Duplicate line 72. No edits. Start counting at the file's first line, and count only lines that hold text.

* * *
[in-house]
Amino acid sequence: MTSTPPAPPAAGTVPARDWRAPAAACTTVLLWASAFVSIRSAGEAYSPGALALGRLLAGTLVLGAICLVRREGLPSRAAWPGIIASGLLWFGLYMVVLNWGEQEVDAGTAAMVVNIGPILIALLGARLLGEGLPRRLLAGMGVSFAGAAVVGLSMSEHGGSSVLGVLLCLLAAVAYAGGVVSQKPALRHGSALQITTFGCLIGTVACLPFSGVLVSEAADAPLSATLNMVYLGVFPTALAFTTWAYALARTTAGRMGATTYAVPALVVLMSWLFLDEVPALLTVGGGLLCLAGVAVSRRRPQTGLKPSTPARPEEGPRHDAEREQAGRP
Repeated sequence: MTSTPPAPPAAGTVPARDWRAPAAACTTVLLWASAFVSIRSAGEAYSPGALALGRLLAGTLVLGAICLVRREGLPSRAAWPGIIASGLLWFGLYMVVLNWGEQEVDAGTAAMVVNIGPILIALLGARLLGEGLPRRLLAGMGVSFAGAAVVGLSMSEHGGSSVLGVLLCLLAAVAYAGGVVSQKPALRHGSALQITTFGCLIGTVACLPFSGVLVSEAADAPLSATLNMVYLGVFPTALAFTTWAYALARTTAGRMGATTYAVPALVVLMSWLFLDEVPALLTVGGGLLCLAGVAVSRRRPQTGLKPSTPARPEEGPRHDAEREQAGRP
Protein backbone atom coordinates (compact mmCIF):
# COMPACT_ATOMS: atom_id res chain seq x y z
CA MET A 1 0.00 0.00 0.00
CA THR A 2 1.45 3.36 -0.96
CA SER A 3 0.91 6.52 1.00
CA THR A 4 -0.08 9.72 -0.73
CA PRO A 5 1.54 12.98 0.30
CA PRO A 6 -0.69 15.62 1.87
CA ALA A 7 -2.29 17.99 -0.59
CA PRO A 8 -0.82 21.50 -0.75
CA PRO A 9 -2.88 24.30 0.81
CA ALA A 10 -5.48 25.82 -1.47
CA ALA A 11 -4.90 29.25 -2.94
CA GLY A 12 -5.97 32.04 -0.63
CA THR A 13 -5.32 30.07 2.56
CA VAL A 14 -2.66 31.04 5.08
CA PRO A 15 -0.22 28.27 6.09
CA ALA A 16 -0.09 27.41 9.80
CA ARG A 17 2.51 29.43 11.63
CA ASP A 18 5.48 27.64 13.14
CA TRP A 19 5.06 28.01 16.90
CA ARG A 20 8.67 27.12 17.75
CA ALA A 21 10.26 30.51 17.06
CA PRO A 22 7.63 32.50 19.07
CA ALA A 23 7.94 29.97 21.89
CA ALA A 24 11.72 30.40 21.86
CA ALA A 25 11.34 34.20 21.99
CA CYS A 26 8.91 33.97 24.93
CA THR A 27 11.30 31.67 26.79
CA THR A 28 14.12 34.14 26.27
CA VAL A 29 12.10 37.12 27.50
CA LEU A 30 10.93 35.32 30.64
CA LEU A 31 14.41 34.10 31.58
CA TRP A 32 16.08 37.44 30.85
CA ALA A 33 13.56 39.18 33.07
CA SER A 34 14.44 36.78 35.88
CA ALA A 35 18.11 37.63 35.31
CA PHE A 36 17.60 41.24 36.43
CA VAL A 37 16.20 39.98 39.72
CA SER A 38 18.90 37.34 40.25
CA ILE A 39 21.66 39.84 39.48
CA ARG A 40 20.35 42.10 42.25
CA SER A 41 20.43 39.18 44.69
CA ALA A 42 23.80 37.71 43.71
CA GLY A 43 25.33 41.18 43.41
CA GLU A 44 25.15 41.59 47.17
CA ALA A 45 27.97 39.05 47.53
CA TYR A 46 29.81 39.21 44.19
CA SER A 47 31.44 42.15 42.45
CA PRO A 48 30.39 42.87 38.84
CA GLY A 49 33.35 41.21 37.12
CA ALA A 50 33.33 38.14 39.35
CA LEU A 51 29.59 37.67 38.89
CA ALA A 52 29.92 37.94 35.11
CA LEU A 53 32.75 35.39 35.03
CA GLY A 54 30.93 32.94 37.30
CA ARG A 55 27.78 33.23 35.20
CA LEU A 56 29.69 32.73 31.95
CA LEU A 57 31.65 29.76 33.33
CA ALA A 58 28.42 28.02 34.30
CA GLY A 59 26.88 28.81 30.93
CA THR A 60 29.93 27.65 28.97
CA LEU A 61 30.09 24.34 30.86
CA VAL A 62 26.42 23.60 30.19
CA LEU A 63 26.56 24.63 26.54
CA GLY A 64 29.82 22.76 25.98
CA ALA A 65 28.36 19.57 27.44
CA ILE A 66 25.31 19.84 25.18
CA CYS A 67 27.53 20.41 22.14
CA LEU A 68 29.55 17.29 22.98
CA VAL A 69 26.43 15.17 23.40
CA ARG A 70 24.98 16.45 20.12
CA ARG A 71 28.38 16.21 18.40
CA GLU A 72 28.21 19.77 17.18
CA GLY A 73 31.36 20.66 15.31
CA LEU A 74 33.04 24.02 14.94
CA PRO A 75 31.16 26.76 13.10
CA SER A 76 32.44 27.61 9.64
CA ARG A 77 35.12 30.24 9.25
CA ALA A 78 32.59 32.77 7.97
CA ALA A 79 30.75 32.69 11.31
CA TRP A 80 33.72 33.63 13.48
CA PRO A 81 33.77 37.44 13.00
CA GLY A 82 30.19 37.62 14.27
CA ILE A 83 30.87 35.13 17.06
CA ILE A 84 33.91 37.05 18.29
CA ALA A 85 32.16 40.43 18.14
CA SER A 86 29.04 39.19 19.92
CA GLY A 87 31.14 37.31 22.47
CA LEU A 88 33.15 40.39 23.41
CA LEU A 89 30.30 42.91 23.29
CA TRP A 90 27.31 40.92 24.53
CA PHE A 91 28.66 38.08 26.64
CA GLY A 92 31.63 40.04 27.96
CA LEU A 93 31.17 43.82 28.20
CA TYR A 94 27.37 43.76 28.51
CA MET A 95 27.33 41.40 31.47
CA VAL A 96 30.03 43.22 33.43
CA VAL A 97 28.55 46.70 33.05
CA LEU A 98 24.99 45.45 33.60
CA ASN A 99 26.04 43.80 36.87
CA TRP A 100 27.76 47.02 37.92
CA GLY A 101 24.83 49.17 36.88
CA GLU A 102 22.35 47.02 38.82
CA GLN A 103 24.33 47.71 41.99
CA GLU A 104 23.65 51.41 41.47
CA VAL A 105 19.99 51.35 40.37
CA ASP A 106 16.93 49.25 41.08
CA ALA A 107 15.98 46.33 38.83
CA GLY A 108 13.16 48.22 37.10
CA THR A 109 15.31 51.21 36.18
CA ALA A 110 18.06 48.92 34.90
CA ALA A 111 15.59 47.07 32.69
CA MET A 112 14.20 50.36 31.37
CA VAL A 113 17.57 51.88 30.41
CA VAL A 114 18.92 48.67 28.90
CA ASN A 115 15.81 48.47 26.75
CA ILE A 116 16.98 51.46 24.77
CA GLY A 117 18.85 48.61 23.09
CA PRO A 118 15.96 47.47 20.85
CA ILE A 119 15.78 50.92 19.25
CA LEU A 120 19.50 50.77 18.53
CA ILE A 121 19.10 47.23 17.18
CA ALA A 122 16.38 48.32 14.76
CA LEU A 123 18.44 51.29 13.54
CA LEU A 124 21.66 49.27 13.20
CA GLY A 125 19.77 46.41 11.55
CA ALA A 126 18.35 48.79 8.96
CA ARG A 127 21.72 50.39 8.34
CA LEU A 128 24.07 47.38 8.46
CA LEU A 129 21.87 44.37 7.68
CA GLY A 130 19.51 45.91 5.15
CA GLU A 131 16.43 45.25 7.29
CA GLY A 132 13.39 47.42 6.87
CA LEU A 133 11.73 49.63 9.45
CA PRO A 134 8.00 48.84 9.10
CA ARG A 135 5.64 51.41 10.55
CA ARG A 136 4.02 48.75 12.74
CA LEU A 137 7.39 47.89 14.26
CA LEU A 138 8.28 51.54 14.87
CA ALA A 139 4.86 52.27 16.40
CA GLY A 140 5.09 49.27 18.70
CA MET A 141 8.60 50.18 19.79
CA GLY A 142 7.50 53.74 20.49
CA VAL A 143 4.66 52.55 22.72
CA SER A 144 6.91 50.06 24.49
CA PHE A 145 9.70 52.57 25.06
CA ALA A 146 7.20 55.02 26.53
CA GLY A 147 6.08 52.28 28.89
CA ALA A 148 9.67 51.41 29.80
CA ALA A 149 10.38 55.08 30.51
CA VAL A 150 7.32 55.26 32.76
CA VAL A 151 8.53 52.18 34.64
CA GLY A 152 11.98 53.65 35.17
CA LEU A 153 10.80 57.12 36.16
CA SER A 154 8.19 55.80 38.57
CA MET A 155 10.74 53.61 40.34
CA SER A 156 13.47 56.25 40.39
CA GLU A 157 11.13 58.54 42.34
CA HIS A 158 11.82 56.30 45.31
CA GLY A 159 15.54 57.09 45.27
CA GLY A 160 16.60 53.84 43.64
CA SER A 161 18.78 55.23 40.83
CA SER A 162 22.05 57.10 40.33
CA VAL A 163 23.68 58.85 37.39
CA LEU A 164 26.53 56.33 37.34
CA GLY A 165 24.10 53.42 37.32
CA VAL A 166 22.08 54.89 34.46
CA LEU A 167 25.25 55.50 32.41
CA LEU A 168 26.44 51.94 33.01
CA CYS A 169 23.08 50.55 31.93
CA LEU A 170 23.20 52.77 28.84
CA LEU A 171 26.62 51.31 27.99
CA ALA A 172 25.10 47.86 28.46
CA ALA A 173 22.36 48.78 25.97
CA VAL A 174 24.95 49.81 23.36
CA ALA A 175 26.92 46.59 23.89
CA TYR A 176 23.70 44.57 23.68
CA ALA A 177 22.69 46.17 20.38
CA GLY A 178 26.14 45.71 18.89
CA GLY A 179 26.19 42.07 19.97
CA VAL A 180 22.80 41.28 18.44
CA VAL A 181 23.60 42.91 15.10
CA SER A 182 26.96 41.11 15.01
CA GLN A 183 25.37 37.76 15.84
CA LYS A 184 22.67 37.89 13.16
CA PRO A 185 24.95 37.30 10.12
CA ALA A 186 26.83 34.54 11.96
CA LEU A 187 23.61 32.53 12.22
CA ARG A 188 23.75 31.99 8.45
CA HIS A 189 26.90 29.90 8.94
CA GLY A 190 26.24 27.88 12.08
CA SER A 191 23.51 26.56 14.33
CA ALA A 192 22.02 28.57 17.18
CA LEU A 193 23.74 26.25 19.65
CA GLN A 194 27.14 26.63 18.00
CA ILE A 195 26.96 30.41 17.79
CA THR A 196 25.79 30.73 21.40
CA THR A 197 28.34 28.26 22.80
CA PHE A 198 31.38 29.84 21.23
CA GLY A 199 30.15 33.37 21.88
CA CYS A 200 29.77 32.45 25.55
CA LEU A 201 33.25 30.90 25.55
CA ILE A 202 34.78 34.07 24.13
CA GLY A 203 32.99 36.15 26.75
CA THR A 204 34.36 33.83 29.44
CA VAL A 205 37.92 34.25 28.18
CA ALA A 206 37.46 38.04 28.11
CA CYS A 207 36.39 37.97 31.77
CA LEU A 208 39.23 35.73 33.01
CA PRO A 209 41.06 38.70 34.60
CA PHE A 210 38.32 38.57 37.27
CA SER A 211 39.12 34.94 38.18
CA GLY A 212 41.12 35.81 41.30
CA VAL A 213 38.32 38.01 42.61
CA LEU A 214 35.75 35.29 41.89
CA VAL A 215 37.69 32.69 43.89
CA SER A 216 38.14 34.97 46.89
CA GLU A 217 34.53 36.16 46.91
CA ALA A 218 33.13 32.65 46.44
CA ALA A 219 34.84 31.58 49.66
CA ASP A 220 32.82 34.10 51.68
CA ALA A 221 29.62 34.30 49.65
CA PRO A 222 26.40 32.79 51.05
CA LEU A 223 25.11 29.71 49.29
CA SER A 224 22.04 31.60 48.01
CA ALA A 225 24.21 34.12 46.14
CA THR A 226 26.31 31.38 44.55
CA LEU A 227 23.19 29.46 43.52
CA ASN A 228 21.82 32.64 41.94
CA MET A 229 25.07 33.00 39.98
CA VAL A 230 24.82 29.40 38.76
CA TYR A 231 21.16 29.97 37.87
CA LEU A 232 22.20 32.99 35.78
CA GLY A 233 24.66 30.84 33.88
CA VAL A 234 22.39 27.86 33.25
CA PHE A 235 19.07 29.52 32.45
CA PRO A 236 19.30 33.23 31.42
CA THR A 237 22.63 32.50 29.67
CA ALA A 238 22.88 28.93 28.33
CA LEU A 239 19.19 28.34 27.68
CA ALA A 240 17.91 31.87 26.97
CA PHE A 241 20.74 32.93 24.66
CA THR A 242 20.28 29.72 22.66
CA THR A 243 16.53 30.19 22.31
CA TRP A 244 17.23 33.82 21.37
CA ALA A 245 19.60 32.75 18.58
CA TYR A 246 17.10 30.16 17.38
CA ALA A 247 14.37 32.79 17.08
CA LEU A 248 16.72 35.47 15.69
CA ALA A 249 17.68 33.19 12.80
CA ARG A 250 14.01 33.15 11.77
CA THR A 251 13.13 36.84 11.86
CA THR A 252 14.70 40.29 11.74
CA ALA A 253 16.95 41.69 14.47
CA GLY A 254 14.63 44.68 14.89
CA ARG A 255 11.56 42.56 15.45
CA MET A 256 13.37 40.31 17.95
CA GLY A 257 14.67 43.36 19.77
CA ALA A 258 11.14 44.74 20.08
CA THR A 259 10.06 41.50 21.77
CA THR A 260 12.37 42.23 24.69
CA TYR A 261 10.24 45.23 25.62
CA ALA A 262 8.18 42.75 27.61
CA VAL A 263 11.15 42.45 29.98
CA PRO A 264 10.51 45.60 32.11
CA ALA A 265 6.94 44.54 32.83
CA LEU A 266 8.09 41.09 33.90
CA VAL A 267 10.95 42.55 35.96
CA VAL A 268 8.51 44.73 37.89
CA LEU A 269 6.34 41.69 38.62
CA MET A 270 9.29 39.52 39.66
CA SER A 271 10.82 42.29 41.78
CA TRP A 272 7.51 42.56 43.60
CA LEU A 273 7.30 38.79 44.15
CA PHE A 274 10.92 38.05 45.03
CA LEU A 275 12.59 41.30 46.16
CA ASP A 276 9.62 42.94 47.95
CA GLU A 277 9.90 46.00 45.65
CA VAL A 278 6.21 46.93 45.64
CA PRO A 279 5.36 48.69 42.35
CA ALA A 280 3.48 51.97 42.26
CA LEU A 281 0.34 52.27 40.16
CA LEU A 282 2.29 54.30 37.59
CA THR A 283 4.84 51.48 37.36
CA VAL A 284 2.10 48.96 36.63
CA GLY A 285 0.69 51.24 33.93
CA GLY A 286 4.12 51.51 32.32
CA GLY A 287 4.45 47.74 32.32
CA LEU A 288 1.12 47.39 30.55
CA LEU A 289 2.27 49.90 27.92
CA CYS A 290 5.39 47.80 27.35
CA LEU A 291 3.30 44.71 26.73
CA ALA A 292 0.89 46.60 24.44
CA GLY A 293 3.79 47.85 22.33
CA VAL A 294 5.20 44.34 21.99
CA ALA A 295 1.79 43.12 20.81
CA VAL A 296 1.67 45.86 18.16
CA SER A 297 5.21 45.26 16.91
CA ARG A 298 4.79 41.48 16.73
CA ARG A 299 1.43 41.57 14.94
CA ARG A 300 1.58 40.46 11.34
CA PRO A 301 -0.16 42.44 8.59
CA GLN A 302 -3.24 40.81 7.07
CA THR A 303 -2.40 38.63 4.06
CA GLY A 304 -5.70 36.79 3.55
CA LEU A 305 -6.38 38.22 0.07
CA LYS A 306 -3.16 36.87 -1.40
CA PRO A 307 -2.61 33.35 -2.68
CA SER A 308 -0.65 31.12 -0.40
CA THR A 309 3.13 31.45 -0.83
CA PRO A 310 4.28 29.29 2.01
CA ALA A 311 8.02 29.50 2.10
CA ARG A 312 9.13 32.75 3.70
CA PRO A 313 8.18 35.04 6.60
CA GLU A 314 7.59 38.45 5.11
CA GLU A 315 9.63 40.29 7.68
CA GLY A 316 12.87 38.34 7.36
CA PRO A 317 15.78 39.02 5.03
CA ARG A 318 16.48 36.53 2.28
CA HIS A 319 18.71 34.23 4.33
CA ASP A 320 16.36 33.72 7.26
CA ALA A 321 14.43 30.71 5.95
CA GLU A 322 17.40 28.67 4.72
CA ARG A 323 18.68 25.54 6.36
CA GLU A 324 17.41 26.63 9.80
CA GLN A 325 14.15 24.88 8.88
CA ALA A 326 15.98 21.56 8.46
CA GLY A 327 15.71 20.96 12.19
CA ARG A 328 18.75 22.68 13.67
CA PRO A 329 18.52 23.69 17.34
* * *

CA CYS A 67 27.53 20.41 22.14